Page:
Most of us have been to a lot of seminars on TRID but I have not yet been to one that took a deep dive into actually filling out the Loan Estimate. The form looks easy enough to navigate but not if you follow the CFPB’s minutia instructions. In one place you use a decimal for years but not if it is whole years while under some circumstances you use years and months and yet another, only months. When you have a product feature that lasts for 2 years, do you put the number of years first, such as “2 Year” or do you put the word “Year” first such as “Year 2?” The CFPB is so picky about how you do things and then does it one way in the Guide to Forms and another way in the Rule Appendices. It wouldn’t be a horrible form if the CFPB hadn’t gone crazy with the minutia. It almost looks like they tried to make filling out the form more difficult. More on these pitfalls next week.


Would you like to make getting loans easier?
Think how much easier it is to sell a brand-name product than an off-brand. People trust a brand name and steer clear of names they don’t recognize. That is why franchising is so successful. It makes the sale much easier and for more money. Yet, few mortgage professionals have developed a brand. Join Scott Seroka for a Webinar series that will help you develop a brand. NAMB members save 50 percent.


Do you comply with federal security policies?
Even small companies are expected to comply with federal guidelines for information security. We have tons of sensitive personal information on our computers and in our files. To help us, FFIEEC has produced the Cyber Security Assessment Tool. One would think this is some computer program that tests how secure your computers are. Wrong. It is 24 pages of double-talk that could have been stated in three sentences. MBA produced a significantly better paper, especially for smaller companies. Don’t fluff this off though. State regulators will be looking for your information security procedures.


New York Times quotes NAMB president
The New York Times recently printed an article on Marketing Service Agreements (MSAs). One of the sources of information quoted was NAMB President John Councilman. In polls of NAMB members, most were opposed to these agreements that were tilted in favor the largest banks.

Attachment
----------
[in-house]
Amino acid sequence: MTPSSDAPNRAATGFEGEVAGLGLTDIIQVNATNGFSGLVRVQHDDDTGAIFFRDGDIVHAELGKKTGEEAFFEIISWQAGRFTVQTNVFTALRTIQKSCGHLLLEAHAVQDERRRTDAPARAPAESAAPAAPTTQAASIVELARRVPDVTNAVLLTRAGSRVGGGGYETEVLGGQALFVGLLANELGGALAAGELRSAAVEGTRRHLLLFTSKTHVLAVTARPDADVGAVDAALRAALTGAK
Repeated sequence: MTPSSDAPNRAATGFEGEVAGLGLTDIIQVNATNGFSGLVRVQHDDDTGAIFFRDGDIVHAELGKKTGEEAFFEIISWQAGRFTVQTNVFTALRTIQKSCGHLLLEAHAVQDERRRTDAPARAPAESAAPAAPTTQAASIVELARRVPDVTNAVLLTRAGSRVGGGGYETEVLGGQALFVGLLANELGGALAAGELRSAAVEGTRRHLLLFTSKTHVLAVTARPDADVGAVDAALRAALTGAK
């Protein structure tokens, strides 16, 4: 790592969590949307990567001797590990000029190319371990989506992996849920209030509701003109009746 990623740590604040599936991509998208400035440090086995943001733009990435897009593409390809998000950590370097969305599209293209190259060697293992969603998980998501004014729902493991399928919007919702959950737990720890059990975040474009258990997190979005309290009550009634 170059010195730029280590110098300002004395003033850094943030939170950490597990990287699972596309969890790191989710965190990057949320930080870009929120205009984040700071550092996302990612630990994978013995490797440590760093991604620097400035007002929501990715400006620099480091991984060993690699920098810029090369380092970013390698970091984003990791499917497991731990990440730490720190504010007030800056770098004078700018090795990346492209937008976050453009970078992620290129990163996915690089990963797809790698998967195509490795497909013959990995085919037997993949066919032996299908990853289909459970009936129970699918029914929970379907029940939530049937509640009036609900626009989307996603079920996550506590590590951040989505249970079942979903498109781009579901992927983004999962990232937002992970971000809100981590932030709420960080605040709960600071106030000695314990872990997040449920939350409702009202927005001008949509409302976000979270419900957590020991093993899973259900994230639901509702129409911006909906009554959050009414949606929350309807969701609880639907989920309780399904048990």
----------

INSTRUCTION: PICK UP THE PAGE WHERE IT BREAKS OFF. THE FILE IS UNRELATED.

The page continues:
Bill to replace CFPB with commission gaining ground
Texas Republican Randy Neugebauer introduced a bill earlier in the year to replace the CFPB Director with a commission. The bill never got traction because Democrats hated the part where CFPB funds were limited. Neugebauer is offering to modify the funding limitations to mollify claims that he is trying to weaken the Bureau.



Rate outlook
Today was the big day for rates as the Federal Reserve decided to keep its borrowing rate unchanged. The Fed cited problems overseas, slow economic activity, and a lack of inflation as the key reasons.

Things around the world don’t look that rosy. Australia is expected to indicate that it fell into a recession during the first half of this year along with Brazil, Canada, Russia, Venezuela and Argentina.

Now, debate will merely shift to the Oct. 27-28 meeting. If they fail to tighten then, there will most likely be no move until December or January. There are many who are now predicting only a single Fed rate hike, just for symbolic purposes.

Irrespective of whether the Fed raises rates in October or even next near, raises are inevitable. The biggest question if where rates will stabilize over the next 10 years. A very interesting chart from the Third Way shows that even in 1950s, the Fed rate was five percent to six percent. They predict stabilization of that rate to in the four percent to five percent range. Likely, that would put mortgages in the six to seven percent range somewhere in the future.

If one of the markers the Fed is looking for is inflation at two percent for future hikes, they got help this week. The consumer price index actually fell one percent, mainly because of low gas prices. The core was only up 0.1 percent. Today, jobless claims improved a little and housing starts were flat. No one paid any attention though since it was all eclipsed by the Fed.



 

John Councilman, CMC, CRMS of AMC Mortgage Corporation in Ft. Myers, Fla. is president of NAMB—The Association of Mortgage Professionals. He may be reached by phone at (239) 267-2400 or e-mail [email protected].

 

Published
Sep 17, 2015